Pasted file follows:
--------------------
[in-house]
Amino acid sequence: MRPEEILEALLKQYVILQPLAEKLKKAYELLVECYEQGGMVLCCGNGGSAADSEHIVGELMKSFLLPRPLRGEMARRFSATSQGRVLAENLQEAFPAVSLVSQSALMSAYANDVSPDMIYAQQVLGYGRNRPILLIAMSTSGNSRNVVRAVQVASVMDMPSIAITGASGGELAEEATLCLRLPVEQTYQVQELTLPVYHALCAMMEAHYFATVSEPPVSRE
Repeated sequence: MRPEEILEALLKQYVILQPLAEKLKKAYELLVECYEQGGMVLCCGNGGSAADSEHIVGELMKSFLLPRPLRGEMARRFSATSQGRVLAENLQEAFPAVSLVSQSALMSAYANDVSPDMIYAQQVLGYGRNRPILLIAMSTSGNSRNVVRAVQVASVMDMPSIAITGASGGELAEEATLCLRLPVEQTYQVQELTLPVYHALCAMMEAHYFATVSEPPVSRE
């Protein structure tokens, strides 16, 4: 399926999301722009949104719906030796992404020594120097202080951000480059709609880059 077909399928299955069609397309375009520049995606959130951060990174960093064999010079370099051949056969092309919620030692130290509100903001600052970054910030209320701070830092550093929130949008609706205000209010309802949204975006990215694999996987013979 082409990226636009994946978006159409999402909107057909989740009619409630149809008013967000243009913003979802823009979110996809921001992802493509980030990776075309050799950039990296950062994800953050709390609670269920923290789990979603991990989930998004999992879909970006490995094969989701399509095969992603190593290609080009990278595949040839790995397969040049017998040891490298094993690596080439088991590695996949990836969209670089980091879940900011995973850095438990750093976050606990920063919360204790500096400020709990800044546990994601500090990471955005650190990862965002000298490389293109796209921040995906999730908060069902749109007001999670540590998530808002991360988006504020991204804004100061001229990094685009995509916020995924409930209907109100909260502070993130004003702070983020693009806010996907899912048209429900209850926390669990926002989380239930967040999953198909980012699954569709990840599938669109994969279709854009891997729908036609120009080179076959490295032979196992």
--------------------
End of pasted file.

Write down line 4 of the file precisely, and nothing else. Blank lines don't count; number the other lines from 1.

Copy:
């Protein structure tokens, strides 16, 4: 399926999301722009949104719906030796992404020594120097202080951000480059709609880059 077909399928299955069609397309375009520049995606959130951060990174960093064999010079370099051949056969092309919620030692130290509100903001600052970054910030209320701070830092550093929130949008609706205000209010309802949204975006990215694999996987013979 082409990226636009994946978006159409999402909107057909989740009619409630149809008013967000243009913003979802823009979110996809921001992802493509980030990776075309050799950039990296950062994800953050709390609670269920923290789990979603991990989930998004999992879909970006490995094969989701399509095969992603190593290609080009990278595949040839790995397969040049017998040891490298094993690596080439088991590695996949990836969209670089980091879940900011995973850095438990750093976050606990920063919360204790500096400020709990800044546990994601500090990471955005650190990862965002000298490389293109796209921040995906999730908060069902749109007001999670540590998530808002991360988006504020991204804004100061001229990094685009995509916020995924409930209907109100909260502070993130004003702070983020693009806010996907899912048209429900209850926390669990926002989380239930967040999953198909980012699954569709990840599938669109994969279709854009891997729908036609120009080179076959490295032979196992």